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DavidMc

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About DavidMc

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  1. I agree with the previous comments, I have had them in my 1920's cars and they work fine. What is wrong with yours? You refer to the cannister, does it leak? Have you had it working?
  2. DavidMc

    Maxwell Books

    Maxwell. Two new books produced in Australia. “Maxwell the 2 Cylinder Models”, 280 pages covering details of models, restoration & repair information, photos, drawings and more with input from Maxwell owners in Australian, USA and UK. AU$40.00 plus postage. Note. This book covers the 4” & 4.5”x 4” models not the larger 5” x5” models “Copies of Maxwell Period Literature from 1904 to 1913” for 2, 4 & 6 cylinder models, 464 pages comprising sales brochures, instruction books, parts lists. Ring bound for ease of copying. AU$40.00 Plus postage
  3. The strapping inside is separated by thin strips of brass to reduce friction. The brass is usually cracked. I replaced it with very thin polished stainless steel. I set mine up using the above instructions. I drove the car with them removed, then with them fitted after rebuilding. I could not feel any difference.
  4. No more big projects for me Mal, I am cured!! David
  5. 1924 Packard model 143....1st year 8 Cylinder....long hood....dual spares That Packard is actually the rare 136 (or 236) Sport model with the low profile body. The most obvious clue is the Sport had the rear doors hinged at the front, the rear doors on the 143 were rear hinged
  6. It's a known problem, I found the same on my 1922 Packard 126 engine and know of other who also found a cracked main bearing cap on early Packard 6 cylinder engines.
  7. I have a car with scoops on the big ends and I wonder if they really scoop oil from the sump or whether the just catch oil splash as the rotate. When the engine is running at say 1200 RPM the scoops will be dipping into the sump 20 times per second. As the scoop enters the sump it will displace the oil and it will not have time to recover before the scoop is back. So the oil will have a channel caused by the rotating big end. However scoop lubricated big end bearing work so my guess is that it has little to do with the scoop picking up oil as it passes through the sump at normal operatin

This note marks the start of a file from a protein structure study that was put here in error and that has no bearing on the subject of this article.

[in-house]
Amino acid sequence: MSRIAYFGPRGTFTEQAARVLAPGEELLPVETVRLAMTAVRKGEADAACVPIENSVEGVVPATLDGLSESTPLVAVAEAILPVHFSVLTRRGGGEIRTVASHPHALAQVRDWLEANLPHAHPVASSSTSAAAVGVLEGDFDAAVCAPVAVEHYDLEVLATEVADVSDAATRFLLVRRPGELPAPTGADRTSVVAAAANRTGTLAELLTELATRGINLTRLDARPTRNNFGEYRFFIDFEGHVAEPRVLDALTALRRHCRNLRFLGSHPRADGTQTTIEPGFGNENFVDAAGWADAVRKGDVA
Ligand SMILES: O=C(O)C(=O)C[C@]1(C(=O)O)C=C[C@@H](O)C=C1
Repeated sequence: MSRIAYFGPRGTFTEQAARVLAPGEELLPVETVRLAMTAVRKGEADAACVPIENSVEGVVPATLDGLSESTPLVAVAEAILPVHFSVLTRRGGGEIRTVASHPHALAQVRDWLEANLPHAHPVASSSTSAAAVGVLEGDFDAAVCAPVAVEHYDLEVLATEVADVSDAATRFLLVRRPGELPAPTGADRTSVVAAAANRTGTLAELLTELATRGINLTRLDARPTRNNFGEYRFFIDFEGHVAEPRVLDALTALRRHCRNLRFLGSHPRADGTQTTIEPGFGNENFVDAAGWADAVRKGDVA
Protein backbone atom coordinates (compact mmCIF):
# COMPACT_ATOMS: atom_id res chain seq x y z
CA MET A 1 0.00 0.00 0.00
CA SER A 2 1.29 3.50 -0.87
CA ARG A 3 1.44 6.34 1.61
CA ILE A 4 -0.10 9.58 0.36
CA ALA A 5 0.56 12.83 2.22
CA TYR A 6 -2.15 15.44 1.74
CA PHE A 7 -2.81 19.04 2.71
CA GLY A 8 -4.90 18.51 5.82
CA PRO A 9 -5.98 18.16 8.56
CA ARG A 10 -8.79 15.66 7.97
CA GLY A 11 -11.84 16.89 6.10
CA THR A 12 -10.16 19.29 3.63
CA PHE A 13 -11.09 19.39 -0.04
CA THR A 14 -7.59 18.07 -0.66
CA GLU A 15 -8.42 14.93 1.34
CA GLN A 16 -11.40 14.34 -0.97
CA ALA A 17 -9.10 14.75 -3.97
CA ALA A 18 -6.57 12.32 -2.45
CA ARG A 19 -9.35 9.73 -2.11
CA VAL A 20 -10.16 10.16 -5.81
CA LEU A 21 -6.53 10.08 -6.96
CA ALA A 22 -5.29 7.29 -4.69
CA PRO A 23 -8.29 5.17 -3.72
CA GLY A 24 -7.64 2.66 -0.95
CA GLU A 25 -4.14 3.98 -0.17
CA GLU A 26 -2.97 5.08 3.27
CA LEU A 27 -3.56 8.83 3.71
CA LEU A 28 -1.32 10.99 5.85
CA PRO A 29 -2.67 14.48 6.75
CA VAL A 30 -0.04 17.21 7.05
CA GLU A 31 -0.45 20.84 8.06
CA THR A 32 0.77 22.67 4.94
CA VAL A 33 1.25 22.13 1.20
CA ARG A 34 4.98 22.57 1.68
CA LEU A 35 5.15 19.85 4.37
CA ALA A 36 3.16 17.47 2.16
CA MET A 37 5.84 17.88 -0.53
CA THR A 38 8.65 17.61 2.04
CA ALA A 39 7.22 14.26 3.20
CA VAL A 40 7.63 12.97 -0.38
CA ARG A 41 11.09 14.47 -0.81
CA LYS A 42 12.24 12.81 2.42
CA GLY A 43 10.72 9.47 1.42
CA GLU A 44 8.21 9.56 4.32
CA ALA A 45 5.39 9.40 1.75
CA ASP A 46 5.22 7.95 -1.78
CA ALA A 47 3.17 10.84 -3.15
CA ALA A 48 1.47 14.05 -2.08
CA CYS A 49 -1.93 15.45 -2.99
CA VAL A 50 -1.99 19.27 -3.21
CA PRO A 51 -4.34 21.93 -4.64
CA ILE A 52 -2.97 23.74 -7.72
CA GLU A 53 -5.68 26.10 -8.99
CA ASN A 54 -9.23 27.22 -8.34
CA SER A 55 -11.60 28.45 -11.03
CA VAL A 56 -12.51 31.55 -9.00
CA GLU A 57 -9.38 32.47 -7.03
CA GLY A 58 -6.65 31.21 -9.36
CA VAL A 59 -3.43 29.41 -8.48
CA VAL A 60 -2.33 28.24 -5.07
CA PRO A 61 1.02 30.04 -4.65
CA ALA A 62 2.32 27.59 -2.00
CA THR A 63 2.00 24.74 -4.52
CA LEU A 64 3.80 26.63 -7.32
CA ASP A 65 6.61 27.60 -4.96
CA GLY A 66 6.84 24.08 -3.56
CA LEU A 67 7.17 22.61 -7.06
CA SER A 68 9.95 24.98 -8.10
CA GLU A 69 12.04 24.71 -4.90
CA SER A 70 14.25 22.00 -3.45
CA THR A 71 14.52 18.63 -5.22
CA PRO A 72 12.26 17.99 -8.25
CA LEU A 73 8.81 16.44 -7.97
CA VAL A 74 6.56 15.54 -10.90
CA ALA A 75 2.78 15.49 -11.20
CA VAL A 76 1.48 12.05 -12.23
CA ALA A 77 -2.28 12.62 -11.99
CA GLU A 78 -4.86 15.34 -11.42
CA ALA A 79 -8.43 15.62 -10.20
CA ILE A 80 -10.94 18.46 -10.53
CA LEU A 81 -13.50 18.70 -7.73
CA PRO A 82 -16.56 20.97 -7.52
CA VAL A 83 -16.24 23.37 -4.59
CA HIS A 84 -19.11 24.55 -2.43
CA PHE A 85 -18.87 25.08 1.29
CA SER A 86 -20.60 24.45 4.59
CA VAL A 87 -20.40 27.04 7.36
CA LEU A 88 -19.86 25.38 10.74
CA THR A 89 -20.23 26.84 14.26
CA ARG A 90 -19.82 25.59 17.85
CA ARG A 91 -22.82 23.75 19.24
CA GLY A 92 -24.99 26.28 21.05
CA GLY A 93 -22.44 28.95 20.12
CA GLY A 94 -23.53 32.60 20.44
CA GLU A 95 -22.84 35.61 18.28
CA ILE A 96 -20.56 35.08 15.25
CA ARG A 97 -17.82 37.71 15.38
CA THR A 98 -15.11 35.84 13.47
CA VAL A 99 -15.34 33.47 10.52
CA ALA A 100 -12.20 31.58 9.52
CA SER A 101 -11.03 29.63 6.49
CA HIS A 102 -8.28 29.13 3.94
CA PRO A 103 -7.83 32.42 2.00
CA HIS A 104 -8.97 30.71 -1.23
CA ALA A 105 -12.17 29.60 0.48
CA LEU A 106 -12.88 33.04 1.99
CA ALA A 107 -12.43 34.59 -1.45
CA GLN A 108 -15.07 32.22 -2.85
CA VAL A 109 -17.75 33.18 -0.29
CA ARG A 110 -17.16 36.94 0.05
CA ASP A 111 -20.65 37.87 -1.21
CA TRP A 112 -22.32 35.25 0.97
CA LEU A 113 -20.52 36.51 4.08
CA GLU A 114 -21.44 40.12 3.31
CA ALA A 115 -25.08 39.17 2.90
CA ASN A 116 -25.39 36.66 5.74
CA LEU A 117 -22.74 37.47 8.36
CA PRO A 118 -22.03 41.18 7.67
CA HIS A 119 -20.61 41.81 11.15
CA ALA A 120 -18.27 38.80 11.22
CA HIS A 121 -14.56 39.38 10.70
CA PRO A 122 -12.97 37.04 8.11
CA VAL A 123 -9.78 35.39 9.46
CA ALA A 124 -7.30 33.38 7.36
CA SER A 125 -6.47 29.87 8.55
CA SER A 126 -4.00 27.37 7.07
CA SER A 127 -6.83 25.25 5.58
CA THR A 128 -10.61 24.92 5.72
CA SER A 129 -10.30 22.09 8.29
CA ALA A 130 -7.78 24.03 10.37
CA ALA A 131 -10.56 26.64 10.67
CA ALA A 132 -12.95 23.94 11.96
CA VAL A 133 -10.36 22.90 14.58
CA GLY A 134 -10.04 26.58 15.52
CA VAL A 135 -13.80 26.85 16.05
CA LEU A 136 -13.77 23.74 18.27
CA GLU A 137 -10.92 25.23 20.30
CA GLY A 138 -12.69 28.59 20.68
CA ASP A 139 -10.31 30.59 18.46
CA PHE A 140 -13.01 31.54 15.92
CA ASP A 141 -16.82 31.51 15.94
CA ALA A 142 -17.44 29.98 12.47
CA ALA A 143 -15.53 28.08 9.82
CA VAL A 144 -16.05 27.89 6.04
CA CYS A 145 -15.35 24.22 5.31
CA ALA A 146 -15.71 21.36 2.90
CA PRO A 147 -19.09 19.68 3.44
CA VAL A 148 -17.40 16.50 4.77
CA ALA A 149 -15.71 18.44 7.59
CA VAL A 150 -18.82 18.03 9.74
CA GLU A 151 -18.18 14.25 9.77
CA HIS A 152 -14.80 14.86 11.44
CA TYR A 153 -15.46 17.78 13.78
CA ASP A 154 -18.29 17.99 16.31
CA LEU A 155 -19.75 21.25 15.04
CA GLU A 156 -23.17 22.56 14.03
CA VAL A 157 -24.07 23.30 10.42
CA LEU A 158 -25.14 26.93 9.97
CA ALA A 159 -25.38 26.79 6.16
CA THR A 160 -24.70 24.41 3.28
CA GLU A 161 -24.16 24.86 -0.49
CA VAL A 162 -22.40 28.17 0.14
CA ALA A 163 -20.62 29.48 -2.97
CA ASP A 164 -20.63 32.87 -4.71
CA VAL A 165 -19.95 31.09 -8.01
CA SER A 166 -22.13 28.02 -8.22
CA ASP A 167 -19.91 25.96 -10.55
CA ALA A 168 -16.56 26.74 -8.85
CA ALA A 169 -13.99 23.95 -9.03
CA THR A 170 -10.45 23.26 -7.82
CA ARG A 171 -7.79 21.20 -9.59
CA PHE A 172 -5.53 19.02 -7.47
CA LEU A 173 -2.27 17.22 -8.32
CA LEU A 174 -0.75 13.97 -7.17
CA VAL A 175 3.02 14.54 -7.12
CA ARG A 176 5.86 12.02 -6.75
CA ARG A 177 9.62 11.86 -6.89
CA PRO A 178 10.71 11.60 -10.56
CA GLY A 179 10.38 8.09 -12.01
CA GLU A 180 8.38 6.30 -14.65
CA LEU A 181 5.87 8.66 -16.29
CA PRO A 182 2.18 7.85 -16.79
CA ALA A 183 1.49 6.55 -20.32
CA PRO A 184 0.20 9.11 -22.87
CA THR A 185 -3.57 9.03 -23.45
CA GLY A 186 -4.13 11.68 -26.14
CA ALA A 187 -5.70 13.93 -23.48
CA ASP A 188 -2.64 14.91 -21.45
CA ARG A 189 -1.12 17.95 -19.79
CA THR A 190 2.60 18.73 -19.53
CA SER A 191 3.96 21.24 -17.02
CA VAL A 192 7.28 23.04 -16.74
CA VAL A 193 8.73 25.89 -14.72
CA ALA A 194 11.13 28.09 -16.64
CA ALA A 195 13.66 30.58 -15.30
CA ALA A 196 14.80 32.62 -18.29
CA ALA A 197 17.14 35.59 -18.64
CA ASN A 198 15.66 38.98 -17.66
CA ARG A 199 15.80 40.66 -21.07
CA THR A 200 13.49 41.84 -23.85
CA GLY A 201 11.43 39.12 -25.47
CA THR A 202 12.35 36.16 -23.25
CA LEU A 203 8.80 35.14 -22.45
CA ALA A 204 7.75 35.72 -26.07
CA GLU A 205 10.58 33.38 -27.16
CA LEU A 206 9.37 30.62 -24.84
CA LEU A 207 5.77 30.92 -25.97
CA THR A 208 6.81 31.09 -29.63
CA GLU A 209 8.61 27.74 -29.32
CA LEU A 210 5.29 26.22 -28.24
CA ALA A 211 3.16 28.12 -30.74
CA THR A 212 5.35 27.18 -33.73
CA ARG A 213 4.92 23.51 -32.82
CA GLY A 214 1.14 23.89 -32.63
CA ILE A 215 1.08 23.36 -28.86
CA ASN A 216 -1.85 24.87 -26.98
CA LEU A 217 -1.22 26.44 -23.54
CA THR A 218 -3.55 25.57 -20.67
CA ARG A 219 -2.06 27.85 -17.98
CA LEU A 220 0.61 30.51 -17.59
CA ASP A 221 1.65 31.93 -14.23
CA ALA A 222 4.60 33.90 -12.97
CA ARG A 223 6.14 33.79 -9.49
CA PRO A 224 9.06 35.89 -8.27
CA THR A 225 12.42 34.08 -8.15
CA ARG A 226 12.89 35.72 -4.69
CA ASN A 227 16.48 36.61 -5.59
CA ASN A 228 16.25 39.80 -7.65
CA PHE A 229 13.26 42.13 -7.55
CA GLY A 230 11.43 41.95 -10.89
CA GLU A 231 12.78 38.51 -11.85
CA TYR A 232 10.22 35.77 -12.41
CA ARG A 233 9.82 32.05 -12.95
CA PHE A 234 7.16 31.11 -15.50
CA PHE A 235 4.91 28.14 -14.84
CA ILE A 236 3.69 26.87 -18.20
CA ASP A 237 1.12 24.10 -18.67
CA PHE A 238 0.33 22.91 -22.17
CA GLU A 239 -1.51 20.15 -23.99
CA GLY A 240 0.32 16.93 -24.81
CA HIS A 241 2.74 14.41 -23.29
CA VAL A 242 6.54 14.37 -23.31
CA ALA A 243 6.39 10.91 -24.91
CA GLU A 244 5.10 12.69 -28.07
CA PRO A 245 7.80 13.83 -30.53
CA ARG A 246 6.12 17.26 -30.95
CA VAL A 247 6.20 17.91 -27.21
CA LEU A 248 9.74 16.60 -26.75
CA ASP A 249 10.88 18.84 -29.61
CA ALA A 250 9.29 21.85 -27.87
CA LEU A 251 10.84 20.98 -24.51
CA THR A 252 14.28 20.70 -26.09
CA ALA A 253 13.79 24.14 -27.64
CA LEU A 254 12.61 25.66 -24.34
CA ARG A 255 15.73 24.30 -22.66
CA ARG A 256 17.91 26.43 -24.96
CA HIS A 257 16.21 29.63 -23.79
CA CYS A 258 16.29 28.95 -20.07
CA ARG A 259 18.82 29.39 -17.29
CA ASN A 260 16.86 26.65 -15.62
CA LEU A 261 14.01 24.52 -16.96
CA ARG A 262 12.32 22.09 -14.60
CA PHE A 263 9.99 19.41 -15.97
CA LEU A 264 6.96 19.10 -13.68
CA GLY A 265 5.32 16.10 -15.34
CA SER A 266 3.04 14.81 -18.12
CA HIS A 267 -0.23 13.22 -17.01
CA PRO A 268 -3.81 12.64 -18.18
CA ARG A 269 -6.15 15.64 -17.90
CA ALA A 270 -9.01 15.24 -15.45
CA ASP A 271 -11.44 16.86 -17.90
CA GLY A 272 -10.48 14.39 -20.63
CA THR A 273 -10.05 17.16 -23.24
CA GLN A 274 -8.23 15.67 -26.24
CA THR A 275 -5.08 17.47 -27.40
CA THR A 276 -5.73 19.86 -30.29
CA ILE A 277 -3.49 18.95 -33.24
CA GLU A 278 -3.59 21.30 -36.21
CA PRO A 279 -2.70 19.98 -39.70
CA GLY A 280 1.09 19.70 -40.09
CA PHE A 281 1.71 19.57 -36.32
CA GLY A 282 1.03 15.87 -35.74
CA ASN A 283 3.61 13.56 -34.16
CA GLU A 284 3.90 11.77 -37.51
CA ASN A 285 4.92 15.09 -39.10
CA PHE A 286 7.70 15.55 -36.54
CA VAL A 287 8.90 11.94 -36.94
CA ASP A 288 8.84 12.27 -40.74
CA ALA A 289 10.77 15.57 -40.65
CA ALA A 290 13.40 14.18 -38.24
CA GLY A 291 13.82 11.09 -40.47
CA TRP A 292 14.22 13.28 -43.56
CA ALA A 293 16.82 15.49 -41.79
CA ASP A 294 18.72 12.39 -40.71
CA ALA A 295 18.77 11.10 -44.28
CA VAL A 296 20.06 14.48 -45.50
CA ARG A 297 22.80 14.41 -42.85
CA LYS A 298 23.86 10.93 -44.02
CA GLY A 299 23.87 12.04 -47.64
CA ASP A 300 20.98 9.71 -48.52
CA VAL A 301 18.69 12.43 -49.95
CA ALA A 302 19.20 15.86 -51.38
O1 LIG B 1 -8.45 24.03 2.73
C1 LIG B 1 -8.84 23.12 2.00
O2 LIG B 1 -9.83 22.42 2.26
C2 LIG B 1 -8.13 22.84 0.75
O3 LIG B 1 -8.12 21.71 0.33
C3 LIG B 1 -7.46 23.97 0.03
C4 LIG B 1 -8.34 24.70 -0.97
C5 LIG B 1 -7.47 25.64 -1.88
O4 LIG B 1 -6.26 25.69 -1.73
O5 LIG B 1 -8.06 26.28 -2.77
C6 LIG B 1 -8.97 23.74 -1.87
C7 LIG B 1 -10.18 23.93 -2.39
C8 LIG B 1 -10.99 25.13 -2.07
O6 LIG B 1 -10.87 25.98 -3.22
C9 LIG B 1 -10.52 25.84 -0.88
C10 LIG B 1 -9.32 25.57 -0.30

8. I agree with Ed. Acronyms tend to be regional and this site is read worldwide so if you want to be understood, spell it out.
  9. I had a 1922 6 cylinder Packard 126 Sport with the following numbers: Body number U 14... AR Chassis number U 14... Engine number U 14... B Its just the way they were numbered, I don't think the "U" means anything. I also have a spare 1924 226 engine that does not have a letter prefix
  10. 1911 Model AB, twin cylinder.
  11. This is the radiator script on a 1922 Packard 126 delivered new RHD to Australia. Most Packards of that era here in Australia have some form of radiator script and they are not always identical suggesting they may have been fitted by the Australian dealer with different dealers using different scripts
  12. Maybe not the same as a 1937 but I made the golf door hinges on a 1929 Packard using shortened piano hinges and machining and fitting the small decorative knobs at at each end. The end result was identical to the originals.
  13. It is extremely important that the pit is arranged so that a car does not block an easy exit from the pit in the unlikely case of a fire.
  14. I would question the logic of repairing a pot metal item. The faults that occur over time such as pitting , expanding or cracking will surely continue ? Any Metallurgists out there who can comment? I have always replaced pot metal items by casting a new brass replacement using using an original repaired with bog.
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